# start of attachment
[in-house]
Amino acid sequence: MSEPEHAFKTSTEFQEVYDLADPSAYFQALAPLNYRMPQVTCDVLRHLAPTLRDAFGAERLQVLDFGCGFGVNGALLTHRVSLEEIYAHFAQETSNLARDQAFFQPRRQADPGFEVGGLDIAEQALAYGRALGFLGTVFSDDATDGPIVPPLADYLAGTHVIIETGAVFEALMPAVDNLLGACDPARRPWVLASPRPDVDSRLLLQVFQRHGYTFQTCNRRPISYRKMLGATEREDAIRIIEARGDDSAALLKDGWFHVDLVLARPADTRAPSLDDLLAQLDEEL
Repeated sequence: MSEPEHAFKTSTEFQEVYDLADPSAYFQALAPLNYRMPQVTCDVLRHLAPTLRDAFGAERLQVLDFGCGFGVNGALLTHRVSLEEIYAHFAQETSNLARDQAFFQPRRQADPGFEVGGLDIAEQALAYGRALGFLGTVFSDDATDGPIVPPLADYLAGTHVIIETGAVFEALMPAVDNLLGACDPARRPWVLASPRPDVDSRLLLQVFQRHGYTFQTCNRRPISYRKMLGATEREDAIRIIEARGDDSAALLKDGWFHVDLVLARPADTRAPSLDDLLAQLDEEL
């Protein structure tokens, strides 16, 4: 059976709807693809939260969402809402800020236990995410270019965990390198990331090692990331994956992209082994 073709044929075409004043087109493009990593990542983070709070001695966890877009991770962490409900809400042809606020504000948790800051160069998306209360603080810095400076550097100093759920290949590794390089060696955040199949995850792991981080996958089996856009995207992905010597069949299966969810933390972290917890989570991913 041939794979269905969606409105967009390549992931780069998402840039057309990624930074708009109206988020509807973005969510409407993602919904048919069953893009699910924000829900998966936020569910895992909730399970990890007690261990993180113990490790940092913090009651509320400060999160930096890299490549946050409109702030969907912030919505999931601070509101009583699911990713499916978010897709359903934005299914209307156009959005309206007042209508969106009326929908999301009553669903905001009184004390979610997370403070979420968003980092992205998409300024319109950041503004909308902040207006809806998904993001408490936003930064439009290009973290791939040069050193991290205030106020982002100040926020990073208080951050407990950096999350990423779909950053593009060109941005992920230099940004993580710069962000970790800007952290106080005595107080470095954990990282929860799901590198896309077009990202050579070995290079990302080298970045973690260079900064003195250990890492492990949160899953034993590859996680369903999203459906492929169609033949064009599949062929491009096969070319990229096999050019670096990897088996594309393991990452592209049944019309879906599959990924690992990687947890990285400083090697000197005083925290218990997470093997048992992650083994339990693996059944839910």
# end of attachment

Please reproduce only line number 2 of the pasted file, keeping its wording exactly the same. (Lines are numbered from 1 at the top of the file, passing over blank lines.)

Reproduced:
Amino acid sequence: MSEPEHAFKTSTEFQEVYDLADPSAYFQALAPLNYRMPQVTCDVLRHLAPTLRDAFGAERLQVLDFGCGFGVNGALLTHRVSLEEIYAHFAQETSNLARDQAFFQPRRQADPGFEVGGLDIAEQALAYGRALGFLGTVFSDDATDGPIVPPLADYLAGTHVIIETGAVFEALMPAVDNLLGACDPARRPWVLASPRPDVDSRLLLQVFQRHGYTFQTCNRRPISYRKMLGATEREDAIRIIEARGDDSAALLKDGWFHVDLVLARPADTRAPSLDDLLAQLDEEL